National Geographic : 1983 Jan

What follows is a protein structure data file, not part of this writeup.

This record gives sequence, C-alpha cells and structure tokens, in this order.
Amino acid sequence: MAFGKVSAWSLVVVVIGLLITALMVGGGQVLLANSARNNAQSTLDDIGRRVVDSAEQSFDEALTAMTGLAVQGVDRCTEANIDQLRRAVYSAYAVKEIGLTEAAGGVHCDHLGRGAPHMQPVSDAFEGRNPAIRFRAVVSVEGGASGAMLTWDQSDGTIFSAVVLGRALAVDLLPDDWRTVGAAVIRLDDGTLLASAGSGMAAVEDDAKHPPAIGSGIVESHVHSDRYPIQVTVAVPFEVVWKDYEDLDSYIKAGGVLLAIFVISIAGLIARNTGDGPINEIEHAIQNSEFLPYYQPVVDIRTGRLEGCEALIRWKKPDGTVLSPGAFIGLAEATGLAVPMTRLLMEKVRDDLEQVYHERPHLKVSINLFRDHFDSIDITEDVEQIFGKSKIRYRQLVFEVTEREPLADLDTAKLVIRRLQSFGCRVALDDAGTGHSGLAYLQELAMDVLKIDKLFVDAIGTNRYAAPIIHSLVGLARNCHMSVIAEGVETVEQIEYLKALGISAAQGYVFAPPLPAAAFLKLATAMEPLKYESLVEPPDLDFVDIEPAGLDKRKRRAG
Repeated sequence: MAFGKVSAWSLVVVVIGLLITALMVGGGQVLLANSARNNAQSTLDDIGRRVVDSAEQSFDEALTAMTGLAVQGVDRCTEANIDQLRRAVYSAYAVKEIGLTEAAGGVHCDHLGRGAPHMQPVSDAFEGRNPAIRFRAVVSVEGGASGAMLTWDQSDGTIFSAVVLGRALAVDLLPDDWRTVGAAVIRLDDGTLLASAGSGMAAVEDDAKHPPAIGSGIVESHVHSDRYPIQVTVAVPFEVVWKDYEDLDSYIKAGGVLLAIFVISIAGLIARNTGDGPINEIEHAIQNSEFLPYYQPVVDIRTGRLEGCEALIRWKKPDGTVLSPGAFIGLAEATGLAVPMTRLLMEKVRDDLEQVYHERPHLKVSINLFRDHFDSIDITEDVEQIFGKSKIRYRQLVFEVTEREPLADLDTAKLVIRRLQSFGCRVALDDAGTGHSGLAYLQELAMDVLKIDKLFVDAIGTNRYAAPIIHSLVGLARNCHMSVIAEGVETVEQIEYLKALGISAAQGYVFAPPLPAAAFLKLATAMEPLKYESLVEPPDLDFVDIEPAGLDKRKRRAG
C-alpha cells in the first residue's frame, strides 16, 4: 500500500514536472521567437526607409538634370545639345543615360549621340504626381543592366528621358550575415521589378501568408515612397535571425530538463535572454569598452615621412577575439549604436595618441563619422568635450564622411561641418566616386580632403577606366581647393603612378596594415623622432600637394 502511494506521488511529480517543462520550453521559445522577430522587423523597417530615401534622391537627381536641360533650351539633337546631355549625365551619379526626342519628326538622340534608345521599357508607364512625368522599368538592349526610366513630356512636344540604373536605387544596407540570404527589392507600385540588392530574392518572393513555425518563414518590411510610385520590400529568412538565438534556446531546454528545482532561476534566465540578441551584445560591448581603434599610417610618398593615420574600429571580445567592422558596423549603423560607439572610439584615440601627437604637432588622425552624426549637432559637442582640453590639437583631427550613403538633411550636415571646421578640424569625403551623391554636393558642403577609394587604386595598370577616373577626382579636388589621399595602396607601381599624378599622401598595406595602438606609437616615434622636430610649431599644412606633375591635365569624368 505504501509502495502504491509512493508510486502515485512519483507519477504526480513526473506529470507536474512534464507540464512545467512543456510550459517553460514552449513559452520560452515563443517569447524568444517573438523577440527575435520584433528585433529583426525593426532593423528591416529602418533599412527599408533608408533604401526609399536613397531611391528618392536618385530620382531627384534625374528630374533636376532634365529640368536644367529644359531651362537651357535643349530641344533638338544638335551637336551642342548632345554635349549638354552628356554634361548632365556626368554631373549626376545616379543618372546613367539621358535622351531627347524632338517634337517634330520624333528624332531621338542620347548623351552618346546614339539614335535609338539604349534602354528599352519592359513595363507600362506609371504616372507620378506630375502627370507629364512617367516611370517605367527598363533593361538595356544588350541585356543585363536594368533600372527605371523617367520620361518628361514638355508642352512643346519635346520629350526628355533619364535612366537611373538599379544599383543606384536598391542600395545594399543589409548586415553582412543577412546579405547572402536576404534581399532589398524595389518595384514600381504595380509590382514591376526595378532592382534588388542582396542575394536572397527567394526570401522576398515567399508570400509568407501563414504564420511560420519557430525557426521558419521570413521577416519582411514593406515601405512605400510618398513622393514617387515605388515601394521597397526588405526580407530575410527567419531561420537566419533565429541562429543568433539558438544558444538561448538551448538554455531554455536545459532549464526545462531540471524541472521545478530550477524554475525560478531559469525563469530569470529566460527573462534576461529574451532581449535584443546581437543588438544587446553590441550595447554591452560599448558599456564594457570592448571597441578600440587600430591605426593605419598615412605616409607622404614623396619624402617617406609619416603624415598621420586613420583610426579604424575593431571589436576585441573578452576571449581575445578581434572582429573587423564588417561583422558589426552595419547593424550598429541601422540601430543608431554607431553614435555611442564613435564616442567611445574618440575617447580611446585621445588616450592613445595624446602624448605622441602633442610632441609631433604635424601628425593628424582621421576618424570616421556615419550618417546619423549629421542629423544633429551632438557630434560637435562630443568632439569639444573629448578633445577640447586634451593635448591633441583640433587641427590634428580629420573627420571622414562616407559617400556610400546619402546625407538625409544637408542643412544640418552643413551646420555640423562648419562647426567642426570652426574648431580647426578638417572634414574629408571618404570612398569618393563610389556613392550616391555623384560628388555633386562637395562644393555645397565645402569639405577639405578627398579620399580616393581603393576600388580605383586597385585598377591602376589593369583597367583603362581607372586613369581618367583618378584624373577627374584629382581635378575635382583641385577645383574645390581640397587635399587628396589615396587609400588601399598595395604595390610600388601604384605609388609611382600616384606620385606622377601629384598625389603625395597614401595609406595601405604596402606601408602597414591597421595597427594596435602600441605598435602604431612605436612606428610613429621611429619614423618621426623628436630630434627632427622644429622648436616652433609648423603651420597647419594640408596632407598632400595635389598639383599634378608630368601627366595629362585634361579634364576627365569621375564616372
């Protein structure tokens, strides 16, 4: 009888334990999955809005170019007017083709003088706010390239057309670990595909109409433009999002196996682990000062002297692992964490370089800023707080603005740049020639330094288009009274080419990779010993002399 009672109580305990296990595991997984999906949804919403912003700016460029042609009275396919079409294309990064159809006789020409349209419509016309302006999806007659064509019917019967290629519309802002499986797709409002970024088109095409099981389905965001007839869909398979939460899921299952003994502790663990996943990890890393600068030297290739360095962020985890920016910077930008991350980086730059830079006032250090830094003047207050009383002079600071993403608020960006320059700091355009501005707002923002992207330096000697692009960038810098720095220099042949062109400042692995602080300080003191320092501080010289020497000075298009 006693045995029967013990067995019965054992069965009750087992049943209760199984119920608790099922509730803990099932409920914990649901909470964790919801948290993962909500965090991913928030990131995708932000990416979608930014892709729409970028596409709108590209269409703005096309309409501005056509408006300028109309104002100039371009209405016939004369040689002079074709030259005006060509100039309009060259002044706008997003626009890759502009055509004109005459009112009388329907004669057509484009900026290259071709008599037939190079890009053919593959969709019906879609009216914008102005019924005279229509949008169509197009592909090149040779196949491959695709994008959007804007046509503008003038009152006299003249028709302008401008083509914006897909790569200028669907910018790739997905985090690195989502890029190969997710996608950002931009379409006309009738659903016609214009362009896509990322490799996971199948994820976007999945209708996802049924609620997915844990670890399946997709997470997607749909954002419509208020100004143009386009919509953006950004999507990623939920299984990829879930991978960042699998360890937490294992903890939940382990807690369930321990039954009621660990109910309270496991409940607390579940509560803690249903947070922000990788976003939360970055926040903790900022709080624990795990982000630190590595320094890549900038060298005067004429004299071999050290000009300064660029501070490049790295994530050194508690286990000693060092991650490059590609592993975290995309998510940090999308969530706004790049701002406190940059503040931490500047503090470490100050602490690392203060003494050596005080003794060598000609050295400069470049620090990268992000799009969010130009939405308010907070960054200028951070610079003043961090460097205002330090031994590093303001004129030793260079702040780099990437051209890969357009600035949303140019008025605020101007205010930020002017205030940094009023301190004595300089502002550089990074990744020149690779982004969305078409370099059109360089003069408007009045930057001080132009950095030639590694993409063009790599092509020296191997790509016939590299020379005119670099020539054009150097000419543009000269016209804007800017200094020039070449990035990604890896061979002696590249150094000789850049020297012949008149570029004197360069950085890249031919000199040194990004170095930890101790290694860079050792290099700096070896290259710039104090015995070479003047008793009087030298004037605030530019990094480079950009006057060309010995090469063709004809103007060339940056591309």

Tropical rain forests: T" South America BRAZIL Earth's largest rain forest little disturbed except for fringes of southern Amazonia and areas in the east. Small chance of major losses in the west for the near future. PERU Vast area covered by undisturbed Amazon forest. Farm settlement expected to become more extensive in next decade or two. COLOMBIA About one-third forested, mostly in Amazon region, some along Pacific coast. Efforts to colonize have been slowed. VENEZUELA Large tract in south barely touched. Smaller areas in north heavily cut, converted to ranches and farms. GUYANA Most of population lives along coast. Little threat to forest. SURINAME Virgin rain forest covers most of country, much protected by parks and reserves. ECUADOR Large forests along Pacific already gone; oil exploration SEFT IN PEACE, rain forests Should ring the Equator with vegetation wherever days are hot and precipitation is high (map, dark green). But farming, ranching,logging, mining, and roads have greatly reduced their actual range. In central Africa and Amazonia huge tracts remain largely untouched, but rain forests have been virtually eliminated from most parts of West Africa, southern Asia, and the Caribbean. In 1980 the U. S. National Academy of Sciences estimated annualloss at 20 million 4, hectares (50 million o,, ^ o C SlERRA LEONE acres). The World Wildlife Fund speaks of 25 to 50 acres a minute. A 1982 study by two United Nations agencies reported 7.5 million hectares lost each year. Estimates vary so widely largely because of different criteria. To biologists, loss means either conversion of primary forest say, to agriculture, pasture, or tree plantations -or modification, implying biological impoverishment through selective logging or shifting cultivation. To foresters, loss means deforestation -the removal of aU trees. A world survey of rain forest status appears below. AF ICA w 'I,, and agriculture encroach on Ecuadorian Amazonia. FRENCH GUIANA Population lives along coast. Little pressure on undisturbed forest of interior. BOLIVIA Not much exploitation of forests yet. But government has begun roads, farming, and ranching. Caribbean Most island forests long ago reduced to remnants after heavy exploitation by dense populations. Small tracts survive, for example, in the DOMINICAN REPUBLIC, TRINIDAD AND TOBAGO, and PUERTO RICO, where a U. S. national forest protects 104 square kilometers. MEXICO Shifting cultivators, timber harvesters, and cattle ranchers encroach on the country's last rain forest area on the southern border with Guatemala. 0 Central America A strong trend toward cattle ranching on this highly populated isthmus has greatly reduced primary forests, now believed to be two-thirds removed. Small areas found in the Pet6n region of northeastern GUATEMALA, the Mosquitia Forest of eastern HONDURAS, parts of eastern NICARAGUA, southern BELIZE, the national parks of COSTA RICA, and much of PANAMA. Africa ZAIRE Holds Africa's largest rain forest (nearly one-tenth world total), parts of it now secondary growth. Some clearing by slash-and-burn farmers in south, but vast areas still undamaged by mainly rural population. GABON Almost entirely forested, with exploitation just beginning.